Taipei – Taipei 101 and Raohe Night Market | Taiwan Day 2

Heading to Taiwan? I went on a 10 day trip in March 2013! For more reviews and useful tips, read here: Day 1Day 3Day 4Day 5Day 6Day 7Day 8Day 9 & Day 10

Day 2

Taipei 101

Mango Knit Top Ohvola Lauren Pants

OOTD: Knit top from Mango, Lauren pants from Ohvola
(Please ignore my hotel bedroom slippers and the guy behind)

Taipei 101 Tower

http://turkeyconstructionindustry.com/taipei-101/

Since we’re in Taipei, of course we had to visit the iconic Taipei 101! The building boasts an astonishing 101 floors above ground (five floors underground) and stands at 508 metres tall. I shall not go into which building is currently the tallest in the world because the competition is ongoing. There’s always someone who is trying to build an even taller one, so let’s forget it.

How to Get There

There’s a free shuttle bus service outside Taipei City Hall Station (台北市政府站). Take Exit 2 from the station. There’s a bus stop along the road outside a departmental store and just wait at that bus stop. The bus comes at intervals of 15 to 20 minutes.

Ticket Pricing

Taipei 101 Ticket

Upon arrival, go to the fifth floor of Taipei 101 shopping mall. The ticketing counter and entrance to the Observatory is located there. Ticket is at NT$500 per pax. Flash your Youth Travel Card to get the ticket at NT$400 per pax. That’s savings of NT$100 woohoo!

The World’s Fastest Elevator

You will take a lift up to the 89th floor. Taipei 101 also houses the world’s fastest elevator (at least for now). The elevator ascends to the 89th floor in just 37 seconds flat, at a speed of 1,010 metres per minute, which is 60.6 kilometres per hour! Imagine it as a car travelling vertically up? The cost for each of these high speed elevators (there’s two) is reportedly US$2.4 million. No pray pray okay…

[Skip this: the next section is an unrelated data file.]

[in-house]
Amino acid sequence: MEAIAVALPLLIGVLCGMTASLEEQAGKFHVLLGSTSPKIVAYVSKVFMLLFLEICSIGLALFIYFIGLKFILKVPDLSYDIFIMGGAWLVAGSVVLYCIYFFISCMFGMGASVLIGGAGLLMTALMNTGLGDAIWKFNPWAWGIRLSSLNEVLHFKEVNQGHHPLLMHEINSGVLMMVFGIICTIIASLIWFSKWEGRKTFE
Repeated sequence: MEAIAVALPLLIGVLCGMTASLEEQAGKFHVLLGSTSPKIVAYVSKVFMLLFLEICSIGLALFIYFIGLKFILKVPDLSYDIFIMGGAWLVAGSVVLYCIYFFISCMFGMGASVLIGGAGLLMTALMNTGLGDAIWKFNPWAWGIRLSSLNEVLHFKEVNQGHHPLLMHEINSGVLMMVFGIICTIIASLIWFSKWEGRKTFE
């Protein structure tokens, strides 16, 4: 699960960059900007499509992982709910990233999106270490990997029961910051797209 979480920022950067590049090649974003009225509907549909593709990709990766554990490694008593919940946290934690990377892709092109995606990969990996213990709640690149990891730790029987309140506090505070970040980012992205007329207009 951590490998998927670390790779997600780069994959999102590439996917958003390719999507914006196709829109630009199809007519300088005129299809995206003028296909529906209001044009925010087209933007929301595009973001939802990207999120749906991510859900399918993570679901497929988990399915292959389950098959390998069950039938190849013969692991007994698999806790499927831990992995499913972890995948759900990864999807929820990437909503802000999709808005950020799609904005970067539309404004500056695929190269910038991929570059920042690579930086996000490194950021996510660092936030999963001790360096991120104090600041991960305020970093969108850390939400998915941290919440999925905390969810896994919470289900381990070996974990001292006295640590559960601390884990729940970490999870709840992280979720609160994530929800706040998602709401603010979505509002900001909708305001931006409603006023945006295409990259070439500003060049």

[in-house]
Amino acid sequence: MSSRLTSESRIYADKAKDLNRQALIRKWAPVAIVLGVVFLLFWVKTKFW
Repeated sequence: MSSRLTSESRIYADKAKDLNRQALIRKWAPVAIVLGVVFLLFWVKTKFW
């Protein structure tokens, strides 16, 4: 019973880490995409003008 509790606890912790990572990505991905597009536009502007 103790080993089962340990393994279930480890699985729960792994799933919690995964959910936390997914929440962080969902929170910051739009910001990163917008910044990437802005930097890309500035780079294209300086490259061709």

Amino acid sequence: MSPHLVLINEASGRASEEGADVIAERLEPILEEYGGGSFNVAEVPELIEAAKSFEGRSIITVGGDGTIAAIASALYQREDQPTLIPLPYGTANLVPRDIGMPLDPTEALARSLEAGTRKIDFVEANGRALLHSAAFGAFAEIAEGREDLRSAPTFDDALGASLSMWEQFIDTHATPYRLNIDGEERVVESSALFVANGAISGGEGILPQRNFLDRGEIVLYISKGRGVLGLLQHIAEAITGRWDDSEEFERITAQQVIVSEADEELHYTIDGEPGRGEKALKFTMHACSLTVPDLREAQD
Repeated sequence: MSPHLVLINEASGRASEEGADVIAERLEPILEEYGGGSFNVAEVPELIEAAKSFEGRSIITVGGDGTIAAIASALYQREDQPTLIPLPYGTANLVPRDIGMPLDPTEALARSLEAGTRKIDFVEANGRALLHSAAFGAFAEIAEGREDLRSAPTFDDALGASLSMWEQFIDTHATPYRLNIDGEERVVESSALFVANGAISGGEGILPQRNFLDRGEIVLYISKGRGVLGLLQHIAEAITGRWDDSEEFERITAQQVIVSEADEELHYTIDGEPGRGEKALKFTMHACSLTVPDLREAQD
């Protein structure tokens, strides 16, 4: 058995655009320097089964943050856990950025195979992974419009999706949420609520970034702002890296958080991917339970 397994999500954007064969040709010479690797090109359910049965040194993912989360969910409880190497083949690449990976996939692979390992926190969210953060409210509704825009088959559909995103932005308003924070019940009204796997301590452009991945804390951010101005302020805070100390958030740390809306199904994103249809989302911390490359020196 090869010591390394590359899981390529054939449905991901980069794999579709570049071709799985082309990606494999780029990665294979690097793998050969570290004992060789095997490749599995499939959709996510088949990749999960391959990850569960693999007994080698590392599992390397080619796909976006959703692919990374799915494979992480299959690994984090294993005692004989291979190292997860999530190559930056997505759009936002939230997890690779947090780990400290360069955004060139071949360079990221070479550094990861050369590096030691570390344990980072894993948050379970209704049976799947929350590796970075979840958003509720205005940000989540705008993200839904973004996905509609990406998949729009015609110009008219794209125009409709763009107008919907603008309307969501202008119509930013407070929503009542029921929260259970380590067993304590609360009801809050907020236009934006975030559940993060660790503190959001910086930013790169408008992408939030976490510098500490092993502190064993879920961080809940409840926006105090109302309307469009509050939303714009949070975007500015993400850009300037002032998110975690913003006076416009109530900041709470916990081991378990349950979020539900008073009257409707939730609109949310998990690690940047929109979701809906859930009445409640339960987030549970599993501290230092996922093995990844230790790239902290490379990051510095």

The Observatory

Carin & Marcus Taipei 101

Carin Taipei 101 Audio Tour Guide

Once you step out of the elevator, you’ll be greeted by the staff and offered a handheld audio tour guide. It is available in eight languages: English, Chinese, Cantonese, French, German, Japanese, Korean and Spanish. It is free of charge and you can listen in on the explanations to gain a better understanding on what you see in front of you at the various parts of the observatory deck.

Taipei 101 City View

Taipei 101 Mountain View

Taipei 101 Panoramic View

A 360 degrees bird’s eye view of the surrounding terrain.

The World’s Largest & Heaviest Damper

Carin Taipei 101

Carin Taipei 101 Damper

Down to the 88th floor to see the world’s largest and heaviest wind damper (again, at least for now). It weighs a massive 660 metric tons, which is 660,000 kilograms, equivalent to about 330 cars! The damper is to negate and/or reduce the effect of typhoon winds and earthquake tremors common in the area. I shall not bore you with the physics behind this, but you can read here (under Structural Design) if you are interested.

Taipei 101 Elevator

Heading back down in the same super fast elevator. If you’re wondering, the speed down will not be as fast as the speed up, due to gravity. Again, I shall not bore you with the physics! I’m starting to feel like a nerd already haha.

Wu Fen Pu

After Taipei 101, we took a taxi to Wu Fen Pu (五分埔), which is a wholesale garment market. There are about 1,000 shops selling clothes (both women and men), as well as accessories such as bags and shoes.